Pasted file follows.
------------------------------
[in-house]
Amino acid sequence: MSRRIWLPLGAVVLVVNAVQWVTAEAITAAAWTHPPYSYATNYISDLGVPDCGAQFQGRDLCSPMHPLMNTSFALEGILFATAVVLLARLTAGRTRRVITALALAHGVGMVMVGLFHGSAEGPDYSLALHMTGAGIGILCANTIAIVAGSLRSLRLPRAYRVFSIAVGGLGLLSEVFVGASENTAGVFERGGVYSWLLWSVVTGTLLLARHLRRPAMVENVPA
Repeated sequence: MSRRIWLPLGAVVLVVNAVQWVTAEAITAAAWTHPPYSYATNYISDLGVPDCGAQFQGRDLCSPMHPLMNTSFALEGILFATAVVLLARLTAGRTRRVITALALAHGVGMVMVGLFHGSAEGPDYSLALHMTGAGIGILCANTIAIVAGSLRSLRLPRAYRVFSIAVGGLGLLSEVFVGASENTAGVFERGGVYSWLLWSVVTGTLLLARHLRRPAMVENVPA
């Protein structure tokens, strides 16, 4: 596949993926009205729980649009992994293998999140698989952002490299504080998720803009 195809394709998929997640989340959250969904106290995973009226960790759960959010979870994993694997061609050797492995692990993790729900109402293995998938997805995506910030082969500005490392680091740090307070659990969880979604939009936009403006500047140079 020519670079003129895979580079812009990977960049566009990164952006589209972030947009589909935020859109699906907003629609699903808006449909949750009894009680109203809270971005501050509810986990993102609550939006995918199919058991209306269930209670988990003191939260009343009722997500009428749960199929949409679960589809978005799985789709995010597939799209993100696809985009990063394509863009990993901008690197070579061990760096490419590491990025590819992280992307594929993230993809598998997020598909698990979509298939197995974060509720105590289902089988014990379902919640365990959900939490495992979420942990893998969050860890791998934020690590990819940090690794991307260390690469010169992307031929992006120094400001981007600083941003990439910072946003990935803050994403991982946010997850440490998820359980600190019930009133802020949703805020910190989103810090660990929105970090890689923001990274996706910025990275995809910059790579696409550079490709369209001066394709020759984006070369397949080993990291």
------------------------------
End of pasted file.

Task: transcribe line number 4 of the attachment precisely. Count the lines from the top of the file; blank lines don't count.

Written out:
């Protein structure tokens, strides 16, 4: 596949993926009205729980649009992994293998999140698989952002490299504080998720803009 195809394709998929997640989340959250969904106290995973009226960790759960959010979870994993694997061609050797492995692990993790729900109402293995998938997805995506910030082969500005490392680091740090307070659990969880979604939009936009403006500047140079 020519670079003129895979580079812009990977960049566009990164952006589209972030947009589909935020859109699906907003629609699903808006449909949750009894009680109203809270971005501050509810986990993102609550939006995918199919058991209306269930209670988990003191939260009343009722997500009428749960199929949409679960589809978005799985789709995010597939799209993100696809985009990063394509863009990993901008690197070579061990760096490419590491990025590819992280992307594929993230993809598998997020598909698990979509298939197995974060509720105590289902089988014990379902919640365990959900939490495992979420942990893998969050860890791998934020690590990819940090690794991307260390690469010169992307031929992006120094400001981007600083941003990439910072946003990935803050994403991982946010997850440490998820359980600190019930009133802020949703805020910190989103810090660990929105970090890689923001990274996706910025990275995809910059790579696409550079490709369209001066394709020759984006070369397949080993990291």